Nobody goes into a grocery store for Tofurky deli slices “thinking they were carved from a slaughtered animal” any more than shoppers are purchasing almond milk “thinking it was squeezed from a cow’s udder,” The Good Food Institute says in a statement regarding a new Missouri “meat” law.
Tofurkey, The Good Food Institute, the Animal Legal Defense Fund and the American Civil Liberties Union of Missouri are suing the state of Missouri after the state signed a law that prohibits manufacturers from marketing their products as “meat” if they don’t come from a slaughtered animal.
The lawsuit was filed Monday, just one day after the Missouri law went into effect, the Associated Press reported.
Tofurky said that if the law isn’t changed, it will have to change its product packaging, the AP reported.
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“Plant-based meat products that use such terms like ‘deli slices,’ ‘burger,’ ‘sausages,’ or ‘hot dogs,’ with accompanying qualifying and descriptive language, clearly indicate that the products are plant based and accurately convey to consumers the products’ ingredients,” the lawsuit claims.
When the Missouri law was passed, Rep. Jeff Knight, R-Lebanon, told the St. Louis Post-Dispatch the law is a way to “protect our product.” The bill was backed by the state’s pork producers, the Missouri Farm Bureau and the Missouri Cattlemen’s Association, the newspaper reported.
“Missouri is putting its thumb on the scale to unfairly benefit the meat industry and silence alternative producers,” Stephen Wells, Animal Legal Defense Fund’s executive director, said in The Good Food Institute’s statement. “This law violates various constitutional principles, including free speech – which should be a concern for everyone, regardless of diet.”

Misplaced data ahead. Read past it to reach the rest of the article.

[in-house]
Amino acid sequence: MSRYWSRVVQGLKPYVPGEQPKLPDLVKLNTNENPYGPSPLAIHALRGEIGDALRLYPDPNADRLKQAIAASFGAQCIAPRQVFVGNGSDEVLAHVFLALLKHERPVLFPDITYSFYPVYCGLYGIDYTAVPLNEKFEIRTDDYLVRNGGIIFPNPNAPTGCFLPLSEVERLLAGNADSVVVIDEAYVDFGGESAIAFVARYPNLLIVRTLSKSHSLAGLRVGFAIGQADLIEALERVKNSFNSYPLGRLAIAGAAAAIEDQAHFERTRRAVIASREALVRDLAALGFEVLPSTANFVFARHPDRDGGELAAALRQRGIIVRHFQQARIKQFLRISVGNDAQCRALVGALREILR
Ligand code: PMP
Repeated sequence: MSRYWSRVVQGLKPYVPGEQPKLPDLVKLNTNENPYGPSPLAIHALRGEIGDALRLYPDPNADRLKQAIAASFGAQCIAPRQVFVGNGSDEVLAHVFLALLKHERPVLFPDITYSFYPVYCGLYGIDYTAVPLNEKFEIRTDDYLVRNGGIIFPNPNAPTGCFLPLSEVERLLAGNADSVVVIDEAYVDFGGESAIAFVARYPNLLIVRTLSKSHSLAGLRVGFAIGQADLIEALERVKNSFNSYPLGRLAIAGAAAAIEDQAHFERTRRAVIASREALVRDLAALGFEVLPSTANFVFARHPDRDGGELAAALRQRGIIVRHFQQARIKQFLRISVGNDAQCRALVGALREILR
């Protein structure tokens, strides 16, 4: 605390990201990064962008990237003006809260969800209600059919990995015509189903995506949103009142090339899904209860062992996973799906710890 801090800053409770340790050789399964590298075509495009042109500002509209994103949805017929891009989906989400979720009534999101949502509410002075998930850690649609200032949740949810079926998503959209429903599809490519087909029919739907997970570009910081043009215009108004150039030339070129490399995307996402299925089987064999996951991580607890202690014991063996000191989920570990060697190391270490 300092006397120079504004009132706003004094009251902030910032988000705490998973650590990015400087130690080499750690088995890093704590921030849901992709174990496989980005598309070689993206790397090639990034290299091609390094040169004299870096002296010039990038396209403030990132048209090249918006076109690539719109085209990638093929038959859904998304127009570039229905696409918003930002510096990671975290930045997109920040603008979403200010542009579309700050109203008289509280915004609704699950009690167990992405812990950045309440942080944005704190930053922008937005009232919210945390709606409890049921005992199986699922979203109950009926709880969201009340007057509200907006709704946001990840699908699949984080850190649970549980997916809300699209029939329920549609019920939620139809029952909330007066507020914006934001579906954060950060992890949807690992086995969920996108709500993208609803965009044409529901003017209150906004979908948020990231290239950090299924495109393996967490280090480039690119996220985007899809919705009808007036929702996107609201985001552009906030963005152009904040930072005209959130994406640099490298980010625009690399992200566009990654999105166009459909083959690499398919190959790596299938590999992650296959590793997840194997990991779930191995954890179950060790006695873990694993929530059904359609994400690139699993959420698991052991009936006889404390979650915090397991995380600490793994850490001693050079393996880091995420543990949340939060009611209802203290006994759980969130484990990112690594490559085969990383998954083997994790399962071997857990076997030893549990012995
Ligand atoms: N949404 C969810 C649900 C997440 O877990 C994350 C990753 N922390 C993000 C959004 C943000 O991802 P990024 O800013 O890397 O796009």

Several people came out in support for Tofurky.
The war over “fake meat” started earlier this year when the U.S. Cattlemen’s Association claimed in a petition to the U.S. Department of Agriculture that calling products “clean meat,” “cultured meat” or “lab grown beef” is unfair and deceptive, McClatchy reported.
“U.S. cattle producers take pride in developing the highest quality, and safest, beef in the world, and labels must clearly distinguish that difference,” USCA president Kenny Graner said in a statement.
In North Carolina, the 2018 Farm Bill would require that liquid would have to come from an animal with hooves if it is labeled as “milk,” the Charlotte News-Observer reported. If passed, almond milk could not be called “milk.”